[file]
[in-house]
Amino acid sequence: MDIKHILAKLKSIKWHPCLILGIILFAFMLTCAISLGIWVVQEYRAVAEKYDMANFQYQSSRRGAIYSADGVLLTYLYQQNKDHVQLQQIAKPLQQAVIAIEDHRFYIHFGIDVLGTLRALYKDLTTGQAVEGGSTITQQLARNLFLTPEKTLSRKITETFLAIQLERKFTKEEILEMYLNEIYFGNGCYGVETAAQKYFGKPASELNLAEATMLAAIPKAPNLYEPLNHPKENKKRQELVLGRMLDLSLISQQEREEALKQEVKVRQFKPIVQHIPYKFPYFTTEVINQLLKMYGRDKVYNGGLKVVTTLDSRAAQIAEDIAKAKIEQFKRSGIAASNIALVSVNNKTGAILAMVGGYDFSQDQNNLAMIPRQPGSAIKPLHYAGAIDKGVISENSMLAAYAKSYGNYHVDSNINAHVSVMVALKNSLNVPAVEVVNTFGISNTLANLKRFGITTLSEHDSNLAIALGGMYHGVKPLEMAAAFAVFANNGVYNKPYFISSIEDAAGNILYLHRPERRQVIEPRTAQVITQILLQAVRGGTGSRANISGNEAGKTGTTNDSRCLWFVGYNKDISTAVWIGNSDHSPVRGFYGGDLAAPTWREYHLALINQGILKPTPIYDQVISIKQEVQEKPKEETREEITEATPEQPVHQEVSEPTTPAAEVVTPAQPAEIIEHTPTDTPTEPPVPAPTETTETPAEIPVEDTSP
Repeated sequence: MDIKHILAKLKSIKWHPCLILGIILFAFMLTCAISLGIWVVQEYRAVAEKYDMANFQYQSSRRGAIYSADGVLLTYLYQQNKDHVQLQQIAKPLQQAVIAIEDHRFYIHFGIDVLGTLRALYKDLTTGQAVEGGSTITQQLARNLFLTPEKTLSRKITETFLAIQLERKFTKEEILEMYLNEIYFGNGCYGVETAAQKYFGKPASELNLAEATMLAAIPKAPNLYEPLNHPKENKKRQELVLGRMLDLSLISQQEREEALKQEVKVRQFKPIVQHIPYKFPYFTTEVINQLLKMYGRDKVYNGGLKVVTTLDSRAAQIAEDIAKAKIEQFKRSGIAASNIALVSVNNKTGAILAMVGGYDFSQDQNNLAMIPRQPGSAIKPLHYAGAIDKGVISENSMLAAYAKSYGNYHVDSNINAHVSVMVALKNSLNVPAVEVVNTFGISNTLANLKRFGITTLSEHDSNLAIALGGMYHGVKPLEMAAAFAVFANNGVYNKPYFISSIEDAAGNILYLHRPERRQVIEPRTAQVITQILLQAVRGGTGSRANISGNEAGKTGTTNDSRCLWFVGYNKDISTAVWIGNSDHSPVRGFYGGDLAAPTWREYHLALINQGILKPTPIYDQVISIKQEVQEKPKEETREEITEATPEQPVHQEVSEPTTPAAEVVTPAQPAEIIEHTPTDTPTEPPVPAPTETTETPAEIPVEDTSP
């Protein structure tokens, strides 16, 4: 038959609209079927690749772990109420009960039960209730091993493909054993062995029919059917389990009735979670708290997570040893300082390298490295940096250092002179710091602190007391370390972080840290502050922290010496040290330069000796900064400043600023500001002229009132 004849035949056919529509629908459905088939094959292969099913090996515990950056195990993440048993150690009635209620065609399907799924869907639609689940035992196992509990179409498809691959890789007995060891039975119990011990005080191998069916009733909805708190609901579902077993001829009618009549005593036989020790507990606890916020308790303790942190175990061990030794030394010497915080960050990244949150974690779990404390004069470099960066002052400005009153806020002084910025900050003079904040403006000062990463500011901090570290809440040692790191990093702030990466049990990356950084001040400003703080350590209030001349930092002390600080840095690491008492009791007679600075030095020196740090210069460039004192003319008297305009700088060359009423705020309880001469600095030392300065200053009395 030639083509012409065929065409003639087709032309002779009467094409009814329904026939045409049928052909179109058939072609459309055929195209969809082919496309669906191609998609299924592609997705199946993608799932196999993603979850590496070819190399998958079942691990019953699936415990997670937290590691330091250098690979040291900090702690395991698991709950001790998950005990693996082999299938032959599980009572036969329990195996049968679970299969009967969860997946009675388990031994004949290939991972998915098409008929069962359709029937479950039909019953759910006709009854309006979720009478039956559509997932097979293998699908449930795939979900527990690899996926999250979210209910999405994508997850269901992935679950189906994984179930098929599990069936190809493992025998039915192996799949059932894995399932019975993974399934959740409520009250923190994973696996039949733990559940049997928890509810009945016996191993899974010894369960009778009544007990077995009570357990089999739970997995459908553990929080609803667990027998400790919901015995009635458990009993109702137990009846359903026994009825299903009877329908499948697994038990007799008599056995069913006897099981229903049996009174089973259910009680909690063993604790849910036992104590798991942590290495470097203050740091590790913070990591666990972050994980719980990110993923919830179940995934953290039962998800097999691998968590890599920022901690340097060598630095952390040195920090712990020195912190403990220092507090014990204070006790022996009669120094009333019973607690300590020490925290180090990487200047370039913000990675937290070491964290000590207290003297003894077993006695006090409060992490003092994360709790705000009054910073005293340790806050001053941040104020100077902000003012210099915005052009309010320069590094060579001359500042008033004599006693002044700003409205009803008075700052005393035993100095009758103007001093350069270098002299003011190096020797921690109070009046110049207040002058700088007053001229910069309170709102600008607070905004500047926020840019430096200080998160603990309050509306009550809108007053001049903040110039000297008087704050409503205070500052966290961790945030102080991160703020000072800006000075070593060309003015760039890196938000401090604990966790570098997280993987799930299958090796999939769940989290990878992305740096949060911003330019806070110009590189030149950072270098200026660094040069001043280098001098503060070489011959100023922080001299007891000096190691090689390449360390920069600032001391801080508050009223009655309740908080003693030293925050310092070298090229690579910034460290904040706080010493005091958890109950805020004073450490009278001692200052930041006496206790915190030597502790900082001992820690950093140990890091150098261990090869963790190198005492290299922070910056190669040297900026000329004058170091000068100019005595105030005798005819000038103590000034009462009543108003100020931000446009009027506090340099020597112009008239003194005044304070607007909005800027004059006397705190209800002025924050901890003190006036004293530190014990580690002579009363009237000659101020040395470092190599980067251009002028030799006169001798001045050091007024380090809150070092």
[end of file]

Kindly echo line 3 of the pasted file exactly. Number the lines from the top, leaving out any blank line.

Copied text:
Repeated sequence: MDIKHILAKLKSIKWHPCLILGIILFAFMLTCAISLGIWVVQEYRAVAEKYDMANFQYQSSRRGAIYSADGVLLTYLYQQNKDHVQLQQIAKPLQQAVIAIEDHRFYIHFGIDVLGTLRALYKDLTTGQAVEGGSTITQQLARNLFLTPEKTLSRKITETFLAIQLERKFTKEEILEMYLNEIYFGNGCYGVETAAQKYFGKPASELNLAEATMLAAIPKAPNLYEPLNHPKENKKRQELVLGRMLDLSLISQQEREEALKQEVKVRQFKPIVQHIPYKFPYFTTEVINQLLKMYGRDKVYNGGLKVVTTLDSRAAQIAEDIAKAKIEQFKRSGIAASNIALVSVNNKTGAILAMVGGYDFSQDQNNLAMIPRQPGSAIKPLHYAGAIDKGVISENSMLAAYAKSYGNYHVDSNINAHVSVMVALKNSLNVPAVEVVNTFGISNTLANLKRFGITTLSEHDSNLAIALGGMYHGVKPLEMAAAFAVFANNGVYNKPYFISSIEDAAGNILYLHRPERRQVIEPRTAQVITQILLQAVRGGTGSRANISGNEAGKTGTTNDSRCLWFVGYNKDISTAVWIGNSDHSPVRGFYGGDLAAPTWREYHLALINQGILKPTPIYDQVISIKQEVQEKPKEETREEITEATPEQPVHQEVSEPTTPAAEVVTPAQPAEIIEHTPTDTPTEPPVPAPTETTETPAEIPVEDTSP